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Amid Bethenny Frankel Fight, Bravo Clarifies Claim That Reality Stars Are Being Silenced By NDAs (EXCLUSIVE)

After multiple legal letters have been sent to NBCUniversal regarding the treatment of the company’s reality stars — a fight that was kickstarted by former “Real Housewives” star Bethenny Frankel — Bravo is firing back, by clarifying on the record that the network does not silence cast members through non-disclosure agreements.

Frankel has been vocal that she wants reality TV stars get better working conditions, payment, protections and possibly unionize. On Aug. 20, lawyers working with Frankel claimed that NBCUniversal holds reality stars and crew members to NDAs that prohibit them from discussing alleged mistreatment and has threatened them, should they speak out.

NBCUniversal says the company does not hold its reality stars or crew members to non-disclosure agreements for the purpose of forbidding them from speaking about their time working on shows, and does not prohibit them from reporting mistreatment. To clarify the purpose of their confidentiality agreements, a Bravo spokesperson tells Variety that NDAs are utilized to protect storylines on shows, but not to block individuals from speaking about their personal experiences.

“Confidentiality clauses are standard practice in reality programming to prevent disclosure of storylines prior to air. They are not intended to prevent disclosure by cast and crew of unlawful acts in the workplace, and they have not been enforced in that manner,” a spokesperson for Bravo tells Variety exclusively. “To be clear: any current or former cast or crew is free to discuss and disclose any allegedly unlawful acts in the workplace, such as harassment or discrimination, or any other conduct they have reason to believe is inappropriate. We are also working with our third party production companies to remind all cast and crew that they are encouraged to report any such concerns through the channels made available by the production company so concerns can be promptly addressed.”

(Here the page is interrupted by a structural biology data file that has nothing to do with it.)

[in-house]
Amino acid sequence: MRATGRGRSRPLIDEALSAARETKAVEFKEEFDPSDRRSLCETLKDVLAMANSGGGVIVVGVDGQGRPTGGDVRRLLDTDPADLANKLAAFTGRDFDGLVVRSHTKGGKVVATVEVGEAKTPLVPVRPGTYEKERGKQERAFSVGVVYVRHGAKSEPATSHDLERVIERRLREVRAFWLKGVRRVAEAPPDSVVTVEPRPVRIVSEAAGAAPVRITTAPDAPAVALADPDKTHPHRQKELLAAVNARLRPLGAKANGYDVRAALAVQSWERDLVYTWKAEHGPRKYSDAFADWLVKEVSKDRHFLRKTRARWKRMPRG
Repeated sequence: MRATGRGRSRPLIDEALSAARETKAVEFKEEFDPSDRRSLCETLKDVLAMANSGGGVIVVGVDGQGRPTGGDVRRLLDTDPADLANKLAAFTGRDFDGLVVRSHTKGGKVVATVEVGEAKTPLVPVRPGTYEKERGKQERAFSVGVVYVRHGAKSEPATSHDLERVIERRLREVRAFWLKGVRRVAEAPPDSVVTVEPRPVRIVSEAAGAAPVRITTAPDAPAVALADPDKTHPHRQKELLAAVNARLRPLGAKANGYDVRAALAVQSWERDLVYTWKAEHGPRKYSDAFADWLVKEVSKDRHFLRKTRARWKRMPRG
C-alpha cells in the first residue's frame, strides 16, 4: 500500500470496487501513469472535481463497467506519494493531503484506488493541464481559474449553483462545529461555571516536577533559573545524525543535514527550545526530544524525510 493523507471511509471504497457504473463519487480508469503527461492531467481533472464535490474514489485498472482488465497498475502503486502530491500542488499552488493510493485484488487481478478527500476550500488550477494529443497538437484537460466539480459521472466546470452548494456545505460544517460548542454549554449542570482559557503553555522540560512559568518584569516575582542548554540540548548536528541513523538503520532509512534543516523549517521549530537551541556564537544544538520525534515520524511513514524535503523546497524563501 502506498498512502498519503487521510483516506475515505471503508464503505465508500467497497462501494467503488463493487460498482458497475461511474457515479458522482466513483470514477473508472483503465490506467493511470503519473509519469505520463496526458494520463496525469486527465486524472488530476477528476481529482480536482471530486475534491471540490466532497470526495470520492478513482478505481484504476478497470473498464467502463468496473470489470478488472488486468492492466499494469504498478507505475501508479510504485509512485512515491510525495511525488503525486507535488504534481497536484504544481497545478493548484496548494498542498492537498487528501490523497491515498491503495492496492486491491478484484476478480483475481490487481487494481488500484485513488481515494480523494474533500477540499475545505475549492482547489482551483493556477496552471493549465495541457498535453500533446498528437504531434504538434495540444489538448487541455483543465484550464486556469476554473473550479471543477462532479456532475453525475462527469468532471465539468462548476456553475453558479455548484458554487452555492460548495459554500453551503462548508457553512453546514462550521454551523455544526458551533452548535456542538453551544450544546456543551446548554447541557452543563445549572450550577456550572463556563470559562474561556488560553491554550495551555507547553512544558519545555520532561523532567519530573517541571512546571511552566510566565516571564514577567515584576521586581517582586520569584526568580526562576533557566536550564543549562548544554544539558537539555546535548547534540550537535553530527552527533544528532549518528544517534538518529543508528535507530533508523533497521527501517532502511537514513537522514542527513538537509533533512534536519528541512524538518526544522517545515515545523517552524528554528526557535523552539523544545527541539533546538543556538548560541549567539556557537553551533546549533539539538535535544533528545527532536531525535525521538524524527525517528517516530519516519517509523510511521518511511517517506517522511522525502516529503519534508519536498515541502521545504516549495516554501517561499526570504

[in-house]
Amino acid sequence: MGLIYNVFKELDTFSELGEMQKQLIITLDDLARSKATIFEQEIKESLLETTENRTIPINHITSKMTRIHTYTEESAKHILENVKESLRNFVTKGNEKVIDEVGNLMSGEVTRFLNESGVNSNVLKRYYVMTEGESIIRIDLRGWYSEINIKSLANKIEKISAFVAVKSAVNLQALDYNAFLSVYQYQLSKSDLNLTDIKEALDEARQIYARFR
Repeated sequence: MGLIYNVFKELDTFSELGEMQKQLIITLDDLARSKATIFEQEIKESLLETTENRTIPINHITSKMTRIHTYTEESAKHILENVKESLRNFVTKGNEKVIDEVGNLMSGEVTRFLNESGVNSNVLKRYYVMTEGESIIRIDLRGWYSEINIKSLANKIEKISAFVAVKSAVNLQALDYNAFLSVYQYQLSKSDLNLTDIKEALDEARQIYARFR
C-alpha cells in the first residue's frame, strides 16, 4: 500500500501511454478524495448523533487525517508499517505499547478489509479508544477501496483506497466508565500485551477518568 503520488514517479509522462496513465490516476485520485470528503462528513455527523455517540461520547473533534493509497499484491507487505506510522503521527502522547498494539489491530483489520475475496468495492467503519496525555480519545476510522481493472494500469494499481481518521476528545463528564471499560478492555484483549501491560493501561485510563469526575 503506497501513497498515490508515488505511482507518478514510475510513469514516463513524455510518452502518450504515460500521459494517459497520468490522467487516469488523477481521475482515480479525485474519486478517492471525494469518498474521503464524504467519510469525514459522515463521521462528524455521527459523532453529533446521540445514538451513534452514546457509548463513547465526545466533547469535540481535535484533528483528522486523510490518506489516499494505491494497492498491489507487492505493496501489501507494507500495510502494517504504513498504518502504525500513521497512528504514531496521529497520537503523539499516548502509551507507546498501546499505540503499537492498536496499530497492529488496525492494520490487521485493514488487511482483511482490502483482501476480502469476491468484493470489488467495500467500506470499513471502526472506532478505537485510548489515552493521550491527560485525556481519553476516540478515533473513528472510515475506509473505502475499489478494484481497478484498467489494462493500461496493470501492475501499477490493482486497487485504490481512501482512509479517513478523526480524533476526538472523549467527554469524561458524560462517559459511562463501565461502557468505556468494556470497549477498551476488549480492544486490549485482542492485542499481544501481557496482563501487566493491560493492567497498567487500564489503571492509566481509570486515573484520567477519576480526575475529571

Bravo and NBCUniversal require third-party production companies to provide cast and crew with multiple ways to report workplace misconduct, and require production training protocols to provide information about reporting channels, according to an individual familiar with company protocol, who adds that producers in business with NBCUniversal are instructed to provide cast and crew with information on reporting channels or hotlines on their daily call sheets to ensure staffers know how to raise a concern.

The response from NBCUniversal — which is the parent company to Bravo, E!, Oxygen, USA, Peacock, CNBC and more — comes after the company has received legal letters from powerhouse attorneys, Bryan Freedman and Mark Geragos, who are backing Frankel’s efforts. The lawyers working with Frankel say they are representing reality stars and crew members who allege they have experienced mistreatment on reality series at NBCUniversal.